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Celebrate Heart and Stroke Month in Kawartha Lakes

February 9, 2015 - Every seven minutes in Canada, someone dies from heart disease or stroke. Without rapid and appropriate treatment, most cardiac arrests will result in death. Now with the help of new technology, training and education a person experiencing this health emergency has the potential to receive care and definitive treatment much sooner, dramatically improving their outcome.

We would like to share the story of one such success story in the City of Kawartha Lakes. 

After playing hockey on September 26, 2014, local resident Mr. Sandy Morrow went into the dressing room having heaviness in his chest and severe jaw pain.

“Every tooth in my head ached and my chest was tight,” explained Mr. Morrow. After lying down on the bench, the chest tightness and pain in his jaw continued. This is when a fellow team mate and a local Lindsay physician made the decision to call 911.

Within six minutes of placing the 911 call, Advanced Care Paramedic Jason Bibeau and his partner Primary Care Paramedic Brent Dixon arrived on scene.

“When we walked into the dressing room and obtained an electrocardiogram (ECG) there was no doubt in my mind that he needed immediate treatment and transport to Peterborough Regional Health Center for an angiogram and likely an angioplasty,” said Mr. Bibeau. “I told Mr. Morrow that I wasn’t going to sugar coat what we found on the ECG and that he had a blockage in his heart.”

Knowing that “time is muscle” and the longer that definitive treatment is delayed the worse this could be for Mr. Morrow the paramedics chose to transport to Peterborough and continue their care while on the way. 

So exactly what treatment would he receive once he arrived at PRHC?  The Kawartha Lakes Paramedic Service in collaboration with Peterborough Regional Health Center provides what is called a ‘STEMI Bypass protocol’.

Heart attacks occur when an artery that supplies the heart suddenly becomes at least partially blocked by a blood clot, causing some of the heart muscle being supplied by that artery to die.  Heart attacks are divided into two types, according to their severity.  An ST-elevation myocardial infarction (STEMI) is the more severe type where the coronary artery is completely blocked by the blood clot and is usually recognized by characteristic changes that it produces on the ECG, hence the name.  

If after initial assessment by paramedics a patient is deemed to be experiencing this event, the patient may bypass the local hospital to be transported directly to Peterborough Regional Health Center for the definitive treatment of cardiac catheterization.  The quick recognition and delivery of a STEMI patient to the cardiovascular lab in an expedited fashion, and the procedure that takes place, can result in the rapid restoration of blood flow to the dying heart muscle.  The ultimate treatment goal of a patient experiencing a STEMI event is rapid reperfusion by catheterization procedure.  The paramedic bypass strategy advises that paramedics bypass local hospitals and transport to hospitals that are capable of performing this treatment, even if another hospital is closer.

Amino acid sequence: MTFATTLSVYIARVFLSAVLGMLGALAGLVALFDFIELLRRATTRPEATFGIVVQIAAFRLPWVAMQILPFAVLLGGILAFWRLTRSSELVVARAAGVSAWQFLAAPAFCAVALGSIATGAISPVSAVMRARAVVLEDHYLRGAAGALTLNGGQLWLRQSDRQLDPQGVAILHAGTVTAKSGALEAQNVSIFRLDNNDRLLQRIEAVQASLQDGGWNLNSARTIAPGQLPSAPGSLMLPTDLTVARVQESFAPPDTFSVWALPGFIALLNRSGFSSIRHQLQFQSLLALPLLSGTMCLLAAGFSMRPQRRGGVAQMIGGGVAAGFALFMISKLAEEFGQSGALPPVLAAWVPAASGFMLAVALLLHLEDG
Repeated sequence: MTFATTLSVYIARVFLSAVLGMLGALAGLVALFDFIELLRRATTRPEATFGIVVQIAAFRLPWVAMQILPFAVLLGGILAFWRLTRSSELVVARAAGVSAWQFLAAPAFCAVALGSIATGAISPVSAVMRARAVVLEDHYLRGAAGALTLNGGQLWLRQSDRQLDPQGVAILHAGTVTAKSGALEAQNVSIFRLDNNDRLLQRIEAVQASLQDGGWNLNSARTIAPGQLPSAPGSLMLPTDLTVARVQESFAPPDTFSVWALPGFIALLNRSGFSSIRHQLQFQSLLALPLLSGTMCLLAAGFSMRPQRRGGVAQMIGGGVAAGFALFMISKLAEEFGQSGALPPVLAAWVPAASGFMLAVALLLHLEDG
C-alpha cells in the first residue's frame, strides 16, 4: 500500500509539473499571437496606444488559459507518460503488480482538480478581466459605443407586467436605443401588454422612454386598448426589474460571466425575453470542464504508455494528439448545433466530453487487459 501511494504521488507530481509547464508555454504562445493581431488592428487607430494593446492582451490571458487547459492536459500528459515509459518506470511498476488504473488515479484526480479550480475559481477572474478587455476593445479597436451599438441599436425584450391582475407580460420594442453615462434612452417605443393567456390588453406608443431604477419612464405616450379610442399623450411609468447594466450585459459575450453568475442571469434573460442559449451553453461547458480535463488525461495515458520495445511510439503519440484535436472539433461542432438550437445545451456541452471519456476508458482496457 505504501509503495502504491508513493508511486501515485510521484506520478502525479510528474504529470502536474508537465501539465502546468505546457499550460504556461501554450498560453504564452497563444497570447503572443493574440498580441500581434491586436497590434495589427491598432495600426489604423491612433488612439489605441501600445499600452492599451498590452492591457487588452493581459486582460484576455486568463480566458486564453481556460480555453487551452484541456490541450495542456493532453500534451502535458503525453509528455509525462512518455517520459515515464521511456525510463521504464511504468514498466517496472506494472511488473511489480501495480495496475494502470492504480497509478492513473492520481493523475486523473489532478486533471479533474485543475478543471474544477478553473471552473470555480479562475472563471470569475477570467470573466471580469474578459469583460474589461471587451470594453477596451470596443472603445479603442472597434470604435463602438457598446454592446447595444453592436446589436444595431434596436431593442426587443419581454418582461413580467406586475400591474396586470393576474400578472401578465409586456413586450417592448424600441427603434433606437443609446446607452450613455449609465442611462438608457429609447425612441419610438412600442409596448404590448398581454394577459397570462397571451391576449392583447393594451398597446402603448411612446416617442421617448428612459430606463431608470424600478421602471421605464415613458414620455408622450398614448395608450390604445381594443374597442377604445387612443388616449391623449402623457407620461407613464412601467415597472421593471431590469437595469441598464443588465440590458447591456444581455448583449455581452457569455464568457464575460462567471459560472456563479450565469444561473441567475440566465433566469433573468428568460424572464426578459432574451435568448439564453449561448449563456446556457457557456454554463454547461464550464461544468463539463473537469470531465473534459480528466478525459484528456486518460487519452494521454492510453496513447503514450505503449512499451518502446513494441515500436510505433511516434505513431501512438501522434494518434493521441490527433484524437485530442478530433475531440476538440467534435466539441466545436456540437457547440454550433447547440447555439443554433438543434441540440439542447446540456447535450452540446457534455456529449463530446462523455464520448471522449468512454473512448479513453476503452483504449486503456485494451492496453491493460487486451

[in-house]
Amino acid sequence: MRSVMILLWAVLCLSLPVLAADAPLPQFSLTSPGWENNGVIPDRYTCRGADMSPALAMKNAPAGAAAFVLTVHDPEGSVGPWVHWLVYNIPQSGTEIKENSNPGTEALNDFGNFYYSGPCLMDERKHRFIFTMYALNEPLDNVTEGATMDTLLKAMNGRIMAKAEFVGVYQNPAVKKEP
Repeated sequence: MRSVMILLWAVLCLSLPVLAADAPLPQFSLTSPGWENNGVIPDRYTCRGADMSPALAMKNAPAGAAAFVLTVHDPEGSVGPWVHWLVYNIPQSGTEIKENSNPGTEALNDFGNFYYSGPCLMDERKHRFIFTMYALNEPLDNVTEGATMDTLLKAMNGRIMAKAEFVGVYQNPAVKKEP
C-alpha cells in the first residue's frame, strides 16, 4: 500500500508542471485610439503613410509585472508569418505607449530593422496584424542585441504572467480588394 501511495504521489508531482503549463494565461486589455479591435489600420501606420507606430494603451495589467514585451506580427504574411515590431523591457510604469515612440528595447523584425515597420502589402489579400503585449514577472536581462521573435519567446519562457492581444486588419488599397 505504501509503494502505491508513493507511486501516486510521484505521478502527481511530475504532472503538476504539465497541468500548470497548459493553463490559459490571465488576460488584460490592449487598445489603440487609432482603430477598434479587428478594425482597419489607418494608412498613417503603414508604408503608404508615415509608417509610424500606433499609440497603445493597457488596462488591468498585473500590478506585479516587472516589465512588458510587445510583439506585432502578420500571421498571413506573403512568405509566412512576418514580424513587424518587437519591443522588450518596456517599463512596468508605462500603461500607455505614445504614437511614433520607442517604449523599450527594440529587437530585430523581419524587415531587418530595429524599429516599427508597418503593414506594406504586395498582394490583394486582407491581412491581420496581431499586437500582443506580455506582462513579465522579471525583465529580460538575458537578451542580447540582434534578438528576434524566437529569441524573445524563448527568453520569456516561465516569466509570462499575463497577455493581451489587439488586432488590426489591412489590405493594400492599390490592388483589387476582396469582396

“This is some of the most valuable training we have ever given our paramedics,” said Derek Brown Deputy Chief of Paramedics in Kawartha Lakes. “There have been similar improvements to the treatment of stroke patients as well. The outcomes are just so much better than they were even five years ago.”

It is crucial to recognize the initial symptoms of a heart attack to improve the overall outcome; Patients may experience chest, jaw, neck and/or shoulder discomfort, perceived as pressure, squeezing, pain, burning or heaviness. The patient may also experience sweating, nausea, shortness of breath or vertigo. 

Anyone experiencing these signs and symptoms should immediately call 911, assume a position of comfort and limit activity. Once the paramedics arrive they will provide care through a series of questions and tests to decide the most appropriate treatment plan.  Not every patient with chest pain indicates a heart attack and not all heart attacks require angioplasty. 

We are able to happy to report that Mr. Morrow is alive and healthy today thanks to the quick recognition of those on scene, as well as the treatment by the paramedics and the cardiac catheterization team at Peterborough Regional Health Center.

“I am so very thankful for their help and care, I don’t know what would have happened without it,” Mr. Morrow expressed warmly.

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For more information please contact:

Keith Kirkpatrick
Paramedic Service Chief

Pictured in photo left to right:

Mr. Sandy Morrow, Primary Care Paramedic Brent Dixon, Advanced Care Paramedic Jason Bibeau and Dr. Warren Ball- Cardiologist at Peterborough Regional Health Centre.

Mr. Sandy Morrow, Primary Care Paramedic Brent Dixon, Advanced Care Paramedic Jason Bibeau and Dr. Warren Ball- Cardiologist at Peterborough Regional Health Centre.


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